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Wildland/Urban Interface - Homeowner Resources




Alabama Forestry Commission Publications
   
50 Ways to Protect Your Woodland Home from Wildfire
Wildfires occur regularly in Alabama. Whether started by humans or by lightning, they are part of a natural cycle that helps to maintain the health of our forests.

Alabama is experiencing a movement of population from cities and towns into forestland and remote areas. Woodland homeowners must address the dangers that exist around them, particularly wildfire.

This guide contains suggestions and recommendations based on professional judgment, experience, and research. It is intended to serve as a guide to help you protect your most valuable assets – your family and your home.

If you live in the Wildland/Urban interface and would like a free consultation,
complete and submit the attached questionnaire.

   
Five Ways to Protect Your Forestland from Wildfire
Damages to your timberland from wildfire can be devastating to your forests and wildlife. A single wildfire during the wrong set of conditions can wipe out years of investment in your trees. Here are five ways you can become proactive in wildfire protection.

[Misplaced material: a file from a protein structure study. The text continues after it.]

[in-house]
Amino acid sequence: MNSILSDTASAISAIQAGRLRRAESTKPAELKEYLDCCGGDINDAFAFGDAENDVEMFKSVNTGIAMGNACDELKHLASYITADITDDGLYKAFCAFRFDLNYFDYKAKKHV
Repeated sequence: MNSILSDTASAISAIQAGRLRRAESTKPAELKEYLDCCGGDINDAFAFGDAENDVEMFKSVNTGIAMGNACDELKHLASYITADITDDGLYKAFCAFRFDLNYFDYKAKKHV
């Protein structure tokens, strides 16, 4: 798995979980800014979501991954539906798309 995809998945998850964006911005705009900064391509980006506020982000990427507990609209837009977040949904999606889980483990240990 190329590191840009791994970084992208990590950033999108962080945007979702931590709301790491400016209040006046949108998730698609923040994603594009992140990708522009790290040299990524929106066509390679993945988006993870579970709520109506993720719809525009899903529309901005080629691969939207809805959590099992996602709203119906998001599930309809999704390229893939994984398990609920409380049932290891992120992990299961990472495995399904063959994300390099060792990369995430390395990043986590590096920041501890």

Fire Risk Guide Book Is Your Home Protected From Wildfire?
The threat from wildfire is very real and there are no guarantees that there is the capability to protect all homes. However, by taking the personal responsibility for reducing hazards around your property, you may substantially reduce the risks from a wildfire. It is critical to make those changes before a fire becomes a threat to you, your family, your home and other structures!

 
   
Fire Risk Assessement Cover Free Fire Risk Assessment Consultation
You can reduce risks of wildfires damaging your home by implementing a few simple prevention measures. It is important to make those changes before a fire starts! The Alabama Forestry Commission wants to help you. This is a free service and there are no requirements that you complete any of our recommendations.

If you live in the Wildland/Urban interface and would like a free consultation, complete and submit the attached questionnaire.
   
Living with Fire Cover Living with Fire